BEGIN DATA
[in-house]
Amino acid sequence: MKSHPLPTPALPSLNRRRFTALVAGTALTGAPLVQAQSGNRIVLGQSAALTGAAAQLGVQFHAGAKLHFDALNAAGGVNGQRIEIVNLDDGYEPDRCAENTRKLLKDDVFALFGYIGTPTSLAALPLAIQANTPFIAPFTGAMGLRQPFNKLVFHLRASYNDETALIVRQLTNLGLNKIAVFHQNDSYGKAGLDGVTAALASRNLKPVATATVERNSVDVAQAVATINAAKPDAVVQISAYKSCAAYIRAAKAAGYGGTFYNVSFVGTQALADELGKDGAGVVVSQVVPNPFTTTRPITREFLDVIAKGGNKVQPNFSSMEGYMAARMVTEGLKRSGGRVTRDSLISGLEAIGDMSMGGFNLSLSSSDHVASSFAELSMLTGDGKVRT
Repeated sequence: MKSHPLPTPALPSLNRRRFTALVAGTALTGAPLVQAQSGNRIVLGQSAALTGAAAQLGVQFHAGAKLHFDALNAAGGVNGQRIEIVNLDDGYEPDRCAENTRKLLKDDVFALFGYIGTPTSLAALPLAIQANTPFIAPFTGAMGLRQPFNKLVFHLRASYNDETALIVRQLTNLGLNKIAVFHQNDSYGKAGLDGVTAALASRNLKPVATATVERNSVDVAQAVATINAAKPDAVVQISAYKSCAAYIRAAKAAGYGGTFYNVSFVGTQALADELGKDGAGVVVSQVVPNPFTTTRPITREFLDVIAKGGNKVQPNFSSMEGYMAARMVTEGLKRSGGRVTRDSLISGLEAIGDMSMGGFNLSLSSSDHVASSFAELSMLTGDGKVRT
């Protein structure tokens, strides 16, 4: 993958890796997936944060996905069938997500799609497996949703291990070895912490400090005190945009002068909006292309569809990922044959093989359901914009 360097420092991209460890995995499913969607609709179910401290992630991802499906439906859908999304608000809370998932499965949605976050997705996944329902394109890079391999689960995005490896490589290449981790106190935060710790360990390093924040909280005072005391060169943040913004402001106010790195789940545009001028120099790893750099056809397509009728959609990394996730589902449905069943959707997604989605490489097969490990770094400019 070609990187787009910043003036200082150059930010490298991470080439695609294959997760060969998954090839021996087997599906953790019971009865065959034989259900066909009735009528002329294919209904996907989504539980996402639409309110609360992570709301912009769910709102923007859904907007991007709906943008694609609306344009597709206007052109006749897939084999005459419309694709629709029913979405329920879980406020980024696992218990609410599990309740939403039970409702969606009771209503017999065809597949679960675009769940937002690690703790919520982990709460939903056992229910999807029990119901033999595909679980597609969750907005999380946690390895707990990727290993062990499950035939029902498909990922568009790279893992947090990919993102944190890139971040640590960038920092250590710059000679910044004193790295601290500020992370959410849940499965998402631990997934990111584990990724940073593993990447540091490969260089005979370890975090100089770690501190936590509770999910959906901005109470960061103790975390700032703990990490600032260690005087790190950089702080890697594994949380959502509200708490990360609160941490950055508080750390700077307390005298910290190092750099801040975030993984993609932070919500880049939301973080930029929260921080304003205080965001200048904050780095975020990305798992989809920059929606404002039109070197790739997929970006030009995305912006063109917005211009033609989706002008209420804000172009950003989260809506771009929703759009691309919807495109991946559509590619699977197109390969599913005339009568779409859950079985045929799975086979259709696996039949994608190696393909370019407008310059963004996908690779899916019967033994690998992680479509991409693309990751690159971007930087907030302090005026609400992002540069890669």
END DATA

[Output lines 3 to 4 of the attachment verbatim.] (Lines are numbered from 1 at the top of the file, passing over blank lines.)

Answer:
Repeated sequence: MKSHPLPTPALPSLNRRRFTALVAGTALTGAPLVQAQSGNRIVLGQSAALTGAAAQLGVQFHAGAKLHFDALNAAGGVNGQRIEIVNLDDGYEPDRCAENTRKLLKDDVFALFGYIGTPTSLAALPLAIQANTPFIAPFTGAMGLRQPFNKLVFHLRASYNDETALIVRQLTNLGLNKIAVFHQNDSYGKAGLDGVTAALASRNLKPVATATVERNSVDVAQAVATINAAKPDAVVQISAYKSCAAYIRAAKAAGYGGTFYNVSFVGTQALADELGKDGAGVVVSQVVPNPFTTTRPITREFLDVIAKGGNKVQPNFSSMEGYMAARMVTEGLKRSGGRVTRDSLISGLEAIGDMSMGGFNLSLSSSDHVASSFAELSMLTGDGKVRT
């Protein structure tokens, strides 16, 4: 993958890796997936944060996905069938997500799609497996949703291990070895912490400090005190945009002068909006292309569809990922044959093989359901914009 360097420092991209460890995995499913969607609709179910401290992630991802499906439906859908999304608000809370998932499965949605976050997705996944329902394109890079391999689960995005490896490589290449981790106190935060710790360990390093924040909280005072005391060169943040913004402001106010790195789940545009001028120099790893750099056809397509009728959609990394996730589902449905069943959707997604989605490489097969490990770094400019 070609990187787009910043003036200082150059930010490298991470080439695609294959997760060969998954090839021996087997599906953790019971009865065959034989259900066909009735009528002329294919209904996907989504539980996402639409309110609360992570709301912009769910709102923007859904907007991007709906943008694609609306344009597709206007052109006749897939084999005459419309694709629709029913979405329920879980406020980024696992218990609410599990309740939403039970409702969606009771209503017999065809597949679960675009769940937002690690703790919520982990709460939903056992229910999807029990119901033999595909679980597609969750907005999380946690390895707990990727290993062990499950035939029902498909990922568009790279893992947090990919993102944190890139971040640590960038920092250590710059000679910044004193790295601290500020992370959410849940499965998402631990997934990111584990990724940073593993990447540091490969260089005979370890975090100089770690501190936590509770999910959906901005109470960061103790975390700032703990990490600032260690005087790190950089702080890697594994949380959502509200708490990360609160941490950055508080750390700077307390005298910290190092750099801040975030993984993609932070919500880049939301973080930029929260921080304003205080965001200048904050780095975020990305798992989809920059929606404002039109070197790739997929970006030009995305912006063109917005211009033609989706002008209420804000172009950003989260809506771009929703759009691309919807495109991946559509590619699977197109390969599913005339009568779409859950079985045929799975086979259709696996039949994608190696393909370019407008310059963004996908690779899916019967033994690998992680479509991409693309990751690159971007930087907030302090005026609400992002540069890669």